Canada’s Gov. Gen David Johnston received an honorary PhD from Haifa’s Technion – Israel Institute of Technology on Nov. 3, the second full day of his official visit to Israel, and Day Six of a one-week trip to Jordan, Israel, and the West Bank. The day’s visits centred around themes of innovation, diversity, and education.
At a student panel at the Technion, Johnston heard from four students benefiting from diversity programs at the science and engineering school, which, as Prof. Morris Eisen explained, does not offer any affirmative action programs.
“There are no shortcuts for anyone,” Eisen said. Instead, the university attempts to close gaps – educational and cultural – without lowering standards.
Arab students now make up 20 per cent of the Technion student body, the same as the percentage of Arabs in the general population.
For Yazan Safadi, a civil engineering student in his final semester, it wasn’t as hard to get to university as it is for other Arab students. He grew up attending a Jewish school in Haifa. However, for others, there is massive culture shock coming to a big city and attempting to integrate while keeping up academically. Peer tutoring programs let senior students reach out to those beginning the journey.
Yehuda Sabiner, a haredi medical student with no secular education, talked about his discouragement in dreaming of medical school. Sabiner, married with children, upgraded his skills through a Technion outreach program aimed at the haredi community, which makes up eight per cent of the Israeli population. His goal is to become the first Israeli-trained haredi doctor.
A Jewish Israeli student from an economically disadvantaged area and another born in Ethiopia shared their own challenges. In response, Johnston reiterated his commitment to closing educational gaps within Canada, such as those which still hold back Aboriginal minority students.
Johnston, who has visited Israel three times before, told The CJN he’s always amazed at how green Israel is. “Israel made the desert bloom… and that’s a good metaphor for what we’ve seen in the past almost 70 years, coming and making a homeland for the Jewish people, and providing a great hope for the world because so much of it is based on equality of opportunity…developing knowledge and sharing it not only with your own society, but with the world.”
He is “surprised,” he told The CJN, that no Canadian governor general has paid an official visit before. Since the governor general is the Queen’s representative, some believe this reflects the chilly attitude of the British royal family. Despite brief personal trips, such as Prince Charles’ attendance at the funeral of Shimon Peres in October, there has been no official royal visit since the State of Israel was established.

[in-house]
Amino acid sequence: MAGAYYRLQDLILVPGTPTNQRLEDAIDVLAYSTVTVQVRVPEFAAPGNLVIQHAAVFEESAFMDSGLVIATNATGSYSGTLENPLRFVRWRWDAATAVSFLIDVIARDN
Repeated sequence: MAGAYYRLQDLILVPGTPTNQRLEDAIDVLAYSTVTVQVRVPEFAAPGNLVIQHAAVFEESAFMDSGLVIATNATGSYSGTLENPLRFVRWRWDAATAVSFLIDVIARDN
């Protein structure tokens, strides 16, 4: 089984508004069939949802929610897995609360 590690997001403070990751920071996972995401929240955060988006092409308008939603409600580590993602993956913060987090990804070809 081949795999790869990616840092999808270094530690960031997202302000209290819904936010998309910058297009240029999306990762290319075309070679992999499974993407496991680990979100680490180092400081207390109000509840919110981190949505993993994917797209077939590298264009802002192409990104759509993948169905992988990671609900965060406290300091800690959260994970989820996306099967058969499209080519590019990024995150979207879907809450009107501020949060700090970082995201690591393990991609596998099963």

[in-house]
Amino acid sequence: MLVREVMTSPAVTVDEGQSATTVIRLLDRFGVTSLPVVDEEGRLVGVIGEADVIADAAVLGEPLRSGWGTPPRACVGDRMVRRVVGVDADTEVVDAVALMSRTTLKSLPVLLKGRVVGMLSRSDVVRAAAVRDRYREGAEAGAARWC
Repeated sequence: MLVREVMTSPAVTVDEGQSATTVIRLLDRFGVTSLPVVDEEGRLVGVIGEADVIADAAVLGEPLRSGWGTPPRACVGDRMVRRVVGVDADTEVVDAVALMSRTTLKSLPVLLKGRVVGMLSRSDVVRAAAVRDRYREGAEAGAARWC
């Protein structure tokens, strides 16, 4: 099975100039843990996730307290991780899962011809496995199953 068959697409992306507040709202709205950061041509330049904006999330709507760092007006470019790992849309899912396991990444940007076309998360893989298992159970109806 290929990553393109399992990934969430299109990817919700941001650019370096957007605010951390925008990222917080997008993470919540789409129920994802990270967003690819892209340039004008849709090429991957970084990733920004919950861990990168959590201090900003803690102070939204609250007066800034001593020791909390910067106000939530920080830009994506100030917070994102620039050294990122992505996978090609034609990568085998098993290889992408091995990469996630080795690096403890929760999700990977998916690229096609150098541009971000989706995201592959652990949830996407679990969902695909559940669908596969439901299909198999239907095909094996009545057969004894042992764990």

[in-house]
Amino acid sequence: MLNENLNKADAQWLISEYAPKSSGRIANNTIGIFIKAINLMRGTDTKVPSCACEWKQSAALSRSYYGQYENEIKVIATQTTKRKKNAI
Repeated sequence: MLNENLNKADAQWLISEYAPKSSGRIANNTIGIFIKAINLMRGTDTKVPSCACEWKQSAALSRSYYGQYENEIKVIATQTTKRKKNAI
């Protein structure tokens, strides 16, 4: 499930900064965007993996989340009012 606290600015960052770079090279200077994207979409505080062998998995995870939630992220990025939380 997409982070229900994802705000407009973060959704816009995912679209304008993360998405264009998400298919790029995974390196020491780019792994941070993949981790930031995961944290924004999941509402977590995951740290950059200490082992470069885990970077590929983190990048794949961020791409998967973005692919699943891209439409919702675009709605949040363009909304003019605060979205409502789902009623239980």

Asked about the prospects for a future royal visit, Johnston said only that, “They’re travelling people. I can’t speak for them, but invite them and see what happens.”
He attributes his own trip to the growing emphasis on international relations as part of the governor general’s role. Johnston’s predecessor Michaelle Jean made over 40 official state visits from 2005 to 2010, a record the 75-year-old Johnston will likely surpass on the current trip.
In an electronic age, Johnston believes diplomatic visits remain priceless. “The world has become much closer,” he told The CJN. “It’s not simply economics… it’s peaceful relations and the making of peace. Canada should be well understood and understanding of other parts of the world simply for us to be properly engaged in that world.”
There are also trade benefits, such as Canada’s free-trade agreement with Israel, as well as cultural dividends, such as collaboration between universities like the Technion and institutions in Canada, such as Waterloo, Montreal, Montreal-Polytechnique, Toronto, York, Concordia, McMaster and Alberta. “Minds, like parachutes, work best when open.”
On a personal level, Israel is also special to Johnston, a lay minister with the Anglican Church. “Faith and family are my rocks and my foundations.”
From Haifa, Johnston and his delegation returned to Jerusalem for a visit to the Institute for Medical Research Israel-Canada, and an evening reception. He was hosted at a state dinner on Nov. 1 by President Reuven Rivlin, who, he told The CJN, is “an outstanding individual and a wonderful person to be with… a man with a very positive and optimistic approach to life.”
Asked about rumours that Johnston was planning to announce restored Canadian funding for Palestinian aid organization UNRWA, the governor general told The CJN he could not comment. In 2010, then prime minister Stephen Harper withdrew funding, charging that money was being used to fund terrorism. The decision met with loud protest, including from many pro-Israel voices in Canada, and from the Israeli government itself. Rumours have persisted since Prime Minister Justin Trudeau took office that funding would be restored imminently.
Earlier in the day, Johnston’s wife Sharon visited Hand in Hand Preschool, which promotes Jewish-Arab bilingual and bicultural coexistence in Haifa.
Today, Johnston started a two-day trip in the West Bank, where he will meet PA President Mahmoud Abbas and will educational and cultural sites before returning to Canada on Sunday, Nov. 6